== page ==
NEW YORK, N.Y. – Laying out her agenda to help American workers, Hillary Rodham Clinton on Monday said she would seek to build a “growth and fairness economy” if elected to the White House that would rejuvenate wages that have remained stagnant since the Great Recession.
In her first major economic speech of her presidential campaign, Clinton vowed to crack down on Wall Street excess and warned that a large field of Republican White House hopefuls would promote tax cuts and return to policies that would balloon the national debt. She singled out three GOP candidates by name, including former Florida Gov. Jeb Bush, whom she accused of failing to understand the plight of workers.
“You may have heard Governor Bush say last week that Americans just need to work longer hours. Well, he must not have met very many American workers,” Clinton said at The New School in New York, urging Bush to speak to nurses, truckers or fast food workers. “They don’t need a lecture. They need a raise.”
Bush spokeswoman Allie Brandenburger said in response that Clinton was “proposing the same failed policies we have seen in the Obama economy, where the typical American household’s income has declined and it’s harder for businesses to hire and the middle class to achieve rising incomes.” Republicans note that under President Barack Obama, the workplace participation rate has declined to their lowest levels since 1977.
In an agenda-setting address, Clinton sought to appeal to liberal voters within her party who have questioned her willingness to regulate Wall Street and rallied behind her chief Democratic rival, Vermont Sen. Bernie Sanders. The message also appeared aimed at an anxious electorate who has seen little gains in their paychecks even as the nation moves past the Great Recession.
“As the shadow of crisis recedes and longer-term challenges come into focus, I believe we have to build a growth and fairness economy,” Clinton said. “You can’t have one without the other.”
Clinton said she would propose more public investment in infrastructure projects, advance renewable energy and tax cuts for small business owners. She expressed support for an increase in the federal minimum wage, an overhaul to the tax code, and policy proposals related to child care and paid family leave.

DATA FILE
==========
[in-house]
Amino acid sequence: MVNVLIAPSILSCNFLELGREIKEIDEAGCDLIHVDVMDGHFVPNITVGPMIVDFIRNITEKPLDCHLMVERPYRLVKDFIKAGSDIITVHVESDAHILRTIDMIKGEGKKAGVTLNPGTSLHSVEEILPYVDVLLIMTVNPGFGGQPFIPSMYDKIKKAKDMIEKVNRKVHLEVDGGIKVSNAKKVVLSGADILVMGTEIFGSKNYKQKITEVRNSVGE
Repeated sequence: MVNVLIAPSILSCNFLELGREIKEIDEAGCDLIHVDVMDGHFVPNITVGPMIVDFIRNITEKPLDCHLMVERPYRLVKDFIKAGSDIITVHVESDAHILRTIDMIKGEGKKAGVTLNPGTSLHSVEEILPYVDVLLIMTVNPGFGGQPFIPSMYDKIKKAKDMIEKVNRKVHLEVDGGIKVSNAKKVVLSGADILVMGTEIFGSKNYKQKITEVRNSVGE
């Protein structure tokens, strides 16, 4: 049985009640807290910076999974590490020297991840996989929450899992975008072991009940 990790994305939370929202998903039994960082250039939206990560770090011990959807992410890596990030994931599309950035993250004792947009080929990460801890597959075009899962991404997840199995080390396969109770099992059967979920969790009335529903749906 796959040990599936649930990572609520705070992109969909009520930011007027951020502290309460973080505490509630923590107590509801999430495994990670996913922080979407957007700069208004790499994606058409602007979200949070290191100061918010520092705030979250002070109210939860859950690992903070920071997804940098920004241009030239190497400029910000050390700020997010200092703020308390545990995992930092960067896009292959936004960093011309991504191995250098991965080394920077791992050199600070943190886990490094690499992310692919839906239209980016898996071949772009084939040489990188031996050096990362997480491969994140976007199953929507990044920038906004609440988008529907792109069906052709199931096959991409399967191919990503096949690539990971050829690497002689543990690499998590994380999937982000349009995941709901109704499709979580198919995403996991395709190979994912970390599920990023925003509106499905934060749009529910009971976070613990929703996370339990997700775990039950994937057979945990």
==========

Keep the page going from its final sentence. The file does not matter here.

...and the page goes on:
Clinton, who maintained strong ties to Wall Street as a New York senator, pushed back against the industry, saying the largest financial institutions had too often focused on short-term profits instead of helping grow the economy.
She expressed outrage at accounts of money laundering and currency manipulation involving several major financial firms, calling it “shocking,” and promised criminal prosecutions of bad bankers. One of the firms she identified, HSBC, paid former President Bill Clinton $200,000 to speak at a Florida conference in 2011, an appearance that was cleared by the State Department despite an ongoing federal money-laundering probe that led HSBC to reach a 2012 settlement with prosecutors.
The former secretary of state said few rogue traders had faced consequences for malfeasance, a subtle swipe at the Obama administration, which took no action against the individual financial titans who pursued risky fiscal practices. “This is wrong, and on my watch it will change,” she said.
Clinton also vowed to expand the Dodd-Frank law passed by Congress in 2010, which tightened regulation of financial institutions and said she would bolster government oversight of hedge funds and high-frequency traders.
The speech offered Clinton’s most extensive critique of Bush, a top contender for the GOP nomination.
Clinton said the nation’s economy should not be measured by “some arbitrary growth targets untethered to people’s lives and livelihoods.” That was a veiled reference to Bush, who has said he would set a goal of 4 per cent economic growth, including 19 million jobs, if elected president.
She also lobbed criticism at Florida Sen. Marco Rubio and Wisconsin Gov. Scott Walker, who was launching his campaign on Monday. Rubio’s tax proposal is a “budget-busting giveaway to the super-wealthy,” Clinton said, and she called Walker an example of a GOP governor who had “made their names stomping on workers’ rights.”
Rubio spokesman Alex Conant said Clinton wanted to “take us back to yesterday, but we cannot raise taxes like the 1990s or increase spending like the 2000s. Marco is proposing a 21st century tax plan that would benefit all Americans, especially middle-class families.”
Clinton, meanwhile, made no mention of Sanders, who has wooed Democrats by making economic inequality the central plank of his insurgent campaign. Her speech coincided with a courting of labour groups and Hispanic officials and came as Sanders has risen in recent polls.
Thomas reported from Washington. Associated Press writer Lisa Lerer in Washington contributed to this report.
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